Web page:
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American Health Care Reform

Postby headhonchoII » 11 Jul 2012, 07:43

What's interesting is that assistance is time limited to a maximum of 5 years. Only 6.6% of families remain on it for 5 years. Also the amount of people requesting assistance only increased by 12% during Americas worst recession since the great depression.

But there are still a lot more people on food stamps there, I believe they must be the working poor.
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Re: American Health Care Reform

Postby johnny138 » 11 Jul 2012, 19:00

Gao Bohan wrote:
Tigerman wrote:Poor people have really done well under the welfare state.


Ah yes, the "welfare state". Conjures up an image of hordes of lazy peasants mooching off good, honest, hard-working Americans, doesn't it? Of course, federal welfare entitlements were abolished in 1996, and were replaced with limited block grants to the states in a program called Temporary Assistance for Needy Families (TANF).

One might wonder how many zillions of gajillions of dollars are being stolen from the pockets of good, honest, hard-working Americans who can only afford one child while approximately 100 gazillionfrillion welfare moochers suck them dry. But wonder no more!

Here is the latest report provided by the federal government to Congress on all of the welfare dollars it's pouring into the hands of moochers. And the grand total of all federal and state welfore expenditures for FY2009 is....wait for it.....

30.6 billion dollars! To 1.8 million families!

The current federal budget is 3.796 trillion dollars. The "welfare" state costs less than 1% per year and affects a limited number of families. The report also states that 45% of families receiving TANF assistance have at least one working member. So much for the Republican notion of a vast welfare state sustained by liberal politicians trying to keep their jobs. :roll:


Ah yes, the typical liberal nonsense about how little the US spends on welfare. Conservatives should obviously go back to what they do best, like making moonshine and waxing the General Lee, and let you geniuses run everything.

So let's look at the money spent on TANF alone. Using your numbers, that's per family.....wait for it......wait for it: US$17,000 per family per year!!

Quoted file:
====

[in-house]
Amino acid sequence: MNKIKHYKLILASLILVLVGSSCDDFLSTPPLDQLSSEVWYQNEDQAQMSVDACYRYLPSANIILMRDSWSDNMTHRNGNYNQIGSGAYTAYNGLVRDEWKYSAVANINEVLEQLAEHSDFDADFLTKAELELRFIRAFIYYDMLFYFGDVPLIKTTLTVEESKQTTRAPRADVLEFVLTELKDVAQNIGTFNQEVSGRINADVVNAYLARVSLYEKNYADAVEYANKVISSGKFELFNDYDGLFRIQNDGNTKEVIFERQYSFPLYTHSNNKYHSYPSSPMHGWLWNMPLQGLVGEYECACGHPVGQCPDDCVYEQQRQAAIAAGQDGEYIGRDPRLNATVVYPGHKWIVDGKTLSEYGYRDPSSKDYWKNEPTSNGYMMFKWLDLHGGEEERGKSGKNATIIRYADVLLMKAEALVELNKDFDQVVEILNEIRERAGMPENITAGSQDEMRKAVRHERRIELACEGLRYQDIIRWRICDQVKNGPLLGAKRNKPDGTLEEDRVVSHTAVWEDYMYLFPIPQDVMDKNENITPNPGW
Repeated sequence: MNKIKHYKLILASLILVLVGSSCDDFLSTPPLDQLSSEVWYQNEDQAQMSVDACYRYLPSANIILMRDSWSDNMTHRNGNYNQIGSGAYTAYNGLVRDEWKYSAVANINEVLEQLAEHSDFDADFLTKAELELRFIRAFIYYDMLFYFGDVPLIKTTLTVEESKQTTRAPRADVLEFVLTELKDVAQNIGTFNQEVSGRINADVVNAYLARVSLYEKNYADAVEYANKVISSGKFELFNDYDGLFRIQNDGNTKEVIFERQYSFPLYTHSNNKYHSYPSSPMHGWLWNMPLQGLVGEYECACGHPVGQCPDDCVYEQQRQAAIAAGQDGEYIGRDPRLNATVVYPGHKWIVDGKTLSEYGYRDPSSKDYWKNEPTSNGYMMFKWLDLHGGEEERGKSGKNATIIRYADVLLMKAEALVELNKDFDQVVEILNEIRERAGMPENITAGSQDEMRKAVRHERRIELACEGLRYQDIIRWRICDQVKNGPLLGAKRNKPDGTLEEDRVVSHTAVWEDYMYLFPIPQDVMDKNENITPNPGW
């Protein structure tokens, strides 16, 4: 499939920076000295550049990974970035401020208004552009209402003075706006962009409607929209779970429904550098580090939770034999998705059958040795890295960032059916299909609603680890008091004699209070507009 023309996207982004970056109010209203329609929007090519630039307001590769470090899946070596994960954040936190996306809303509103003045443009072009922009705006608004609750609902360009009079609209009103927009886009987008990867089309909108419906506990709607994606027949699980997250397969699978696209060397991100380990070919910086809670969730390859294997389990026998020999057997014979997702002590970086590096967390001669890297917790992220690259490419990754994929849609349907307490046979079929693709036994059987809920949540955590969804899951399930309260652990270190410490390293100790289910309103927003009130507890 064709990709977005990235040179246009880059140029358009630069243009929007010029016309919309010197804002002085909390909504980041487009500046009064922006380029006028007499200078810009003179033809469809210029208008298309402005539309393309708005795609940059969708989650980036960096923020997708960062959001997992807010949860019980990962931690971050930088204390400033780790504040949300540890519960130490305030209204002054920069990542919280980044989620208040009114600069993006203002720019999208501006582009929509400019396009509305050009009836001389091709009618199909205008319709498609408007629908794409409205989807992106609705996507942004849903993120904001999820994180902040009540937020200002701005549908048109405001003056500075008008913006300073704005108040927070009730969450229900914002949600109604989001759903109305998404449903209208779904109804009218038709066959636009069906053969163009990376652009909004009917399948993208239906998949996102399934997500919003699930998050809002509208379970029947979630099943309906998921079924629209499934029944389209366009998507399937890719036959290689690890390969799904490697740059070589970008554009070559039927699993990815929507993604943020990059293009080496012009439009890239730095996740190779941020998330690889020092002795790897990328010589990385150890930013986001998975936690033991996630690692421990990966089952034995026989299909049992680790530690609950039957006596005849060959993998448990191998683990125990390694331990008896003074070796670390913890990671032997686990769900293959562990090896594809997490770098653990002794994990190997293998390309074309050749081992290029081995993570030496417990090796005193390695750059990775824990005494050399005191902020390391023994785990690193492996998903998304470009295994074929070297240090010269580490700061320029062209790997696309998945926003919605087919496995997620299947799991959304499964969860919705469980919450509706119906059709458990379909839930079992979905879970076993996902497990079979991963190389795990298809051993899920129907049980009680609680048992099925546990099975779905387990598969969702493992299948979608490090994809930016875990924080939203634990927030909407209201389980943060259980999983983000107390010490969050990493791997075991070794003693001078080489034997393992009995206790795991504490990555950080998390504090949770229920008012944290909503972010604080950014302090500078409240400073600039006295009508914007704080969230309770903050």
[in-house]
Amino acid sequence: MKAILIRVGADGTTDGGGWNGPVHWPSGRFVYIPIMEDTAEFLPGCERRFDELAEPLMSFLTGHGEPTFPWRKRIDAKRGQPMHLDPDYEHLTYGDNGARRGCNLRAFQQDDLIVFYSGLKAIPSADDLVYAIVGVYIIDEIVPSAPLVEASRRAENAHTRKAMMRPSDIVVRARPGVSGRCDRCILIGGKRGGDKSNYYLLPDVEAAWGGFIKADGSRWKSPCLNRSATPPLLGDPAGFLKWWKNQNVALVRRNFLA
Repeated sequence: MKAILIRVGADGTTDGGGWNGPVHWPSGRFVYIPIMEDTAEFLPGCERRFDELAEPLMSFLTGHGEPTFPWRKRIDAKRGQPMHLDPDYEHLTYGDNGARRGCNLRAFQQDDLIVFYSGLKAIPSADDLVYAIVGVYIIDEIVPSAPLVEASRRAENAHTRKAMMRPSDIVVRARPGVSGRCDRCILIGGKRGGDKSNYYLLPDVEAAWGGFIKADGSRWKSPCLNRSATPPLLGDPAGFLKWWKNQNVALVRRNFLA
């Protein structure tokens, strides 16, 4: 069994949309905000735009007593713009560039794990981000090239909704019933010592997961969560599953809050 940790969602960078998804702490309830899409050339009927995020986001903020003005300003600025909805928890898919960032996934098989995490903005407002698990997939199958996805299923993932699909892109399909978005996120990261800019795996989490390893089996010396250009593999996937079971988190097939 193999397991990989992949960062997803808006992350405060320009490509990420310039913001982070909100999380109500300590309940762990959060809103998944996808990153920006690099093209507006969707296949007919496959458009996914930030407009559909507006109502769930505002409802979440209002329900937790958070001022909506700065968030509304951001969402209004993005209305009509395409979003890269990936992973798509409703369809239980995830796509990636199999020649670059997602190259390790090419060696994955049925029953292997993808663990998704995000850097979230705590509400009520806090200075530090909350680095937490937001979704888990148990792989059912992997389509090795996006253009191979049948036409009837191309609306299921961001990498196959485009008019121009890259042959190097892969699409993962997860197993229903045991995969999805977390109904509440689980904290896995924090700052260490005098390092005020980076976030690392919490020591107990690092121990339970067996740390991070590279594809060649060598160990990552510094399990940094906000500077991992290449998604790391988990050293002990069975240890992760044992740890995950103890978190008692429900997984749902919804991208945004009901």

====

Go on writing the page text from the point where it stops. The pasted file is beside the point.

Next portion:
So that's not a lot of money, right? PER FAMILY. I think US$17,000 is quite a lot to come from ONE, SINGLE program per family.

How nice of you to quote the amount spent on ONE, SINGLE government entitlement program and pretend that's all the government spends when you oh so conveniently left out the other 80+ federal welfare programs!
Source: http://www.politifact.com/ohio/statemen ... lfare-pro/

In fact, the Government Accounting Office apparently doesn't even know how many there are. And that's not surprising? That's not a huge problem?

Current US welfare expenditures are around $700 billion for federal but around $900 billion a year once state funding is added. Just a wee little bit more than you said. Source: http://www.usgovernmentspending.com/yea ... 20#usgs302

Dr. McCoy wrote:It's funny how Reagan can tell one big lie about the welfare queen and it never goes away.


You seem like you might not be as far gone as the others, so I'll bite. Reagan might have been unable to point to one specific example but we can now.
1. There are people that should not in any way be eligible for welfare that are getting it anyway because the government makes it so easy to get in the first place. This is what it looks like:


Again, notice the luxury cars at the end of the clip as people who DO NOT deserve this go take it. That's abuse right there, just like Reagan said and it's caught on video.


This woman lives very, very well and does not seem to need welfare at all, yet she gets it. So how is this not a welfare queen as Reagan described?

2. Some people do legitimately qualify for welfare, but they use welfare assistance to buy all sorts of luxury goods that do not contribute to their family's survival.
Here's a great example: http://thecollegeconservative.com/2011/ ... re-reform/

During the 2010 and 2011 summers, I was a cashier at Wal-Mart #1788 in Scarborough, Maine. I spent hours upon hours toiling away at a register, scanning, bagging, and dealing with questionable clientele. These were all expected parts of the job, and I was okay with it. What I didn’t expect to be part of my job at Wal-Mart was to witness massive amounts of welfare fraud and abuse.